Around 80% of menopausal women suffer from hot flashes, a sudden sensation of heat that in 25% of cases is a major obstacle to continuing with daily activities. To avoid this and other symptoms of menopause, hormone treatments are available to compensate for the decrease in their natural production. However, some women, such as those who have had breast tumors whose growth is sensitive to the presence of hormones, cannot receive these therapies. Furthermore, many women and even some doctors are reluctant to use hormonal treatments.
A few days ago, The Lancet published the results of a study that may offer alternatives to women who want to avoid hot flashes but cannot or do not want to receive hormone replacement therapy. The work tested a drug called fezolinetant, a molecule capable of blocking the neurokinin-3 receptor, a fundamental piece of the communication system with the spot in the brain where temperature is regulated, in the hypothalamus. At that spot, the drop in estrogen is interpreted as a drop in temperature and a defense signal is sent to make the blood vessels in the skin dilate, which the woman perceives as a sudden flush. Fezolinetant blocks that miscommunication quite successfully.
The trial recruited 2,205 women and assigned them to several groups with different doses of the substance, including one that received a placebo. The frequency of symptoms was reduced by slightly more than 50% compared to the placebo group, a figure that, according to Antonio Cano, head of the Obstetrics and Gynecology service at Spain’s Hospital Clínico Universitario de Valencia and co-author of the study, “would be just a little below what hormonal treatments offer.” Cano considers that, barring women who have had some type of tumor, “the treatment that should be used in the general population is hormonal,” although it could be a second option for women who refuse this type of treatment.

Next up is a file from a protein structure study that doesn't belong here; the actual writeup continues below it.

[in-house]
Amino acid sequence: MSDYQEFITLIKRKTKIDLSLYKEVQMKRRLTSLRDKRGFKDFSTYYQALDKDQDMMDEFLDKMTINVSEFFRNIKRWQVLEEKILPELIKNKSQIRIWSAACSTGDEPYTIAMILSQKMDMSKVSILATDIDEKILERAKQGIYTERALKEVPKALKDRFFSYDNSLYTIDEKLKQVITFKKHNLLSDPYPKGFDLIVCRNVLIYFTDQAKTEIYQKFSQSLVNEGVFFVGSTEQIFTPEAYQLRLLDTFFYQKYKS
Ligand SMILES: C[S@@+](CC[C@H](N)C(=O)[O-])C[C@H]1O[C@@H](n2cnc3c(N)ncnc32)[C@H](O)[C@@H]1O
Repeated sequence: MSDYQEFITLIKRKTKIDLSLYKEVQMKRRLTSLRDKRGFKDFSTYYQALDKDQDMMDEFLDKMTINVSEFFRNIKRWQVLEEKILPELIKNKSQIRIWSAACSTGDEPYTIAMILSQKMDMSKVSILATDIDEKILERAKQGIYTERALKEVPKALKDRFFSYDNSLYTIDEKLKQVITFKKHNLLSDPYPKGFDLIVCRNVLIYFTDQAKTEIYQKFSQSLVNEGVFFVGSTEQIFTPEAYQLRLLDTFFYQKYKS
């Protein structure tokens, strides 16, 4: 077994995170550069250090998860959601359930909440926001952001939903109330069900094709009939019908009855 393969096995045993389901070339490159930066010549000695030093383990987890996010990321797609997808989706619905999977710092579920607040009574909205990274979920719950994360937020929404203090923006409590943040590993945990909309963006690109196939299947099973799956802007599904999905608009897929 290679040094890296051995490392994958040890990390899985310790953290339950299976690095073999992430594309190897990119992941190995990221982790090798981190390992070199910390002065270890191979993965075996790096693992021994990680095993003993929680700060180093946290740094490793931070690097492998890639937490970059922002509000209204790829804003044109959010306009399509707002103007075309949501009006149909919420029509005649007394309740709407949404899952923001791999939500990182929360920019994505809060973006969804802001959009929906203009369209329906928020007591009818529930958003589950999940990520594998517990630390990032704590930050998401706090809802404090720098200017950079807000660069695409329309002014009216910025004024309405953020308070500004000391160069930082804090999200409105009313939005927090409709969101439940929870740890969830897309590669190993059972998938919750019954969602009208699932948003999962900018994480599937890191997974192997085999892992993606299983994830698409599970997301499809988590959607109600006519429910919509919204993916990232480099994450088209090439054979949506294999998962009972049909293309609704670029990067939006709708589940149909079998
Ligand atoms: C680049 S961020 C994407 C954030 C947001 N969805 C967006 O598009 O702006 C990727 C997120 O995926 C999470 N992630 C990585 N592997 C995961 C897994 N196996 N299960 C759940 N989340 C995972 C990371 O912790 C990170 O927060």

“It would be a second option that does not reach the efficacy levels of hormonal treatment, but is still well above other treatments that have practically no proven efficacy, such as phytoestrogens or serotonin reuptake inhibitors [commonly used for depression], which are used by many women with breast cancer, but do not have significant efficacy,” explains Cano.
No data on sexual life
Silvia González, spokesperson for the Association for the Study of Menopause, says that the results “are promising, although important data on quality of life, mood disorders and sexual desire are missing.” This gynecologist believes that “it can be an alternative” although “hormonal therapy works somewhat better, especially for intense symptoms.” With drugs such as fezolinetant, other combination treatments for symptoms of menopause such as vaginal dryness would be necessary.
Like Cano, González agrees that the new drug offers significant advantages over other existing alternatives to hormone therapy, including anti-depressants, which are sometimes prescribed in lower doses than those prescribed for depression, González explains. “But patients are often not happy about it, and tell me: ‘But I am not depressed’,” she notes.
The new drug, developed by the pharmaceutical company Astellas, is being reviewed for approval by regulatory agencies in the coming months, but no date is yet known. In the meantime, experts note that menopausal symptoms should not be something that women feel they just have to put up with. “There are moderate hot flashes, but the intense ones, for women who are still of working age, can be a problem, and awareness about menopause at work is an important issue that we have to find solutions for,” says Cano.
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